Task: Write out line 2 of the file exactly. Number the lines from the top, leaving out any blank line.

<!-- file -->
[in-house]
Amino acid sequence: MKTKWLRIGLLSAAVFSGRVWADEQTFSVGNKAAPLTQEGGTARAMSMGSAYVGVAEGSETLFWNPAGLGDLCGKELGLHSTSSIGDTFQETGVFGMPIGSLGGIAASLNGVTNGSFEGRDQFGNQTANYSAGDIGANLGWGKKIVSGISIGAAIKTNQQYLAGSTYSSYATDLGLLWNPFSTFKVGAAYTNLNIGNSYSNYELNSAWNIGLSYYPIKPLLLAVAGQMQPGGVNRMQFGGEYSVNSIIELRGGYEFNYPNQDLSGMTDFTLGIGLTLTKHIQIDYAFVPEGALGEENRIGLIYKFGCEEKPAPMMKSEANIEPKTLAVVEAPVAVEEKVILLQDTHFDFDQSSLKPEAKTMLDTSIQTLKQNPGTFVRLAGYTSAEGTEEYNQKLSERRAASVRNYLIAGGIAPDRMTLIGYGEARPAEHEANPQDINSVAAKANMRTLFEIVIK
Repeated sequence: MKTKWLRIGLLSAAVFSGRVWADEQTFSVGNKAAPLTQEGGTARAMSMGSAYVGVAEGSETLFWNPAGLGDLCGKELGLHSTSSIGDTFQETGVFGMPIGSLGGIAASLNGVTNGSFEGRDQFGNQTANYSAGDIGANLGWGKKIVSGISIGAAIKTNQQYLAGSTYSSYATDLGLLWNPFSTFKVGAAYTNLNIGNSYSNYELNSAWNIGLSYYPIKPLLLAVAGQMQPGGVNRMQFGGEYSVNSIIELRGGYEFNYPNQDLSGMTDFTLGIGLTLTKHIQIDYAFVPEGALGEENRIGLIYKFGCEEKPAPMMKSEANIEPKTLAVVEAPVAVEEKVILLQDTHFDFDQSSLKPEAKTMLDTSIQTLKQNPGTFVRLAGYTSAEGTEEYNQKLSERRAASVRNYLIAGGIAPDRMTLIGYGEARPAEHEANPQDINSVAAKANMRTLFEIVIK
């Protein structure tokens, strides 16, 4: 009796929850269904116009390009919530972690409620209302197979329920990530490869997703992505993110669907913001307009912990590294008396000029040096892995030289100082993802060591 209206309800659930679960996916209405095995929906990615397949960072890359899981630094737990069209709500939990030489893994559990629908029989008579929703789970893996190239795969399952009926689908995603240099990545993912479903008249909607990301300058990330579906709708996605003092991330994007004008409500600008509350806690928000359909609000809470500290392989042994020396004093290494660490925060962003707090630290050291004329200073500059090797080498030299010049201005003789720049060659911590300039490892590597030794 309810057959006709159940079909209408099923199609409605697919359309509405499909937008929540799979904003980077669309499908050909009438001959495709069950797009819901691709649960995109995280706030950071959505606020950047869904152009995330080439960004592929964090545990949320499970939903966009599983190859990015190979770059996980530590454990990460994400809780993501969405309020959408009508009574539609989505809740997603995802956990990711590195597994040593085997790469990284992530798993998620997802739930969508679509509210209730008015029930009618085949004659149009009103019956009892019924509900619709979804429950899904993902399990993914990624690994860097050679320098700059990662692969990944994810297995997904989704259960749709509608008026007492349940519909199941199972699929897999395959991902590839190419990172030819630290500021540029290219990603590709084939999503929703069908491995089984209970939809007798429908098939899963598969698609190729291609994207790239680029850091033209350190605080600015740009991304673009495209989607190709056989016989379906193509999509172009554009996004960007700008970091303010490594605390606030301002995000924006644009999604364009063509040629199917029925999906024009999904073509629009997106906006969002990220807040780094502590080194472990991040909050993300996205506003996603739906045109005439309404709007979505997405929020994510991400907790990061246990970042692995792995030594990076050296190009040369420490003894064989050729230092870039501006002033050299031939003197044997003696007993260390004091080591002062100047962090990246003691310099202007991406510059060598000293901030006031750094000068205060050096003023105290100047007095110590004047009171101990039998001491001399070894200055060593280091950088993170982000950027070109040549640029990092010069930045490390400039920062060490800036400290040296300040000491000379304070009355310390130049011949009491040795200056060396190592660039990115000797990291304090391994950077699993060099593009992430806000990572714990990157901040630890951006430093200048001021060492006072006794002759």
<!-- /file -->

Amino acid sequence: MKTKWLRIGLLSAAVFSGRVWADEQTFSVGNKAAPLTQEGGTARAMSMGSAYVGVAEGSETLFWNPAGLGDLCGKELGLHSTSSIGDTFQETGVFGMPIGSLGGIAASLNGVTNGSFEGRDQFGNQTANYSAGDIGANLGWGKKIVSGISIGAAIKTNQQYLAGSTYSSYATDLGLLWNPFSTFKVGAAYTNLNIGNSYSNYELNSAWNIGLSYYPIKPLLLAVAGQMQPGGVNRMQFGGEYSVNSIIELRGGYEFNYPNQDLSGMTDFTLGIGLTLTKHIQIDYAFVPEGALGEENRIGLIYKFGCEEKPAPMMKSEANIEPKTLAVVEAPVAVEEKVILLQDTHFDFDQSSLKPEAKTMLDTSIQTLKQNPGTFVRLAGYTSAEGTEEYNQKLSERRAASVRNYLIAGGIAPDRMTLIGYGEARPAEHEANPQDINSVAAKANMRTLFEIVIK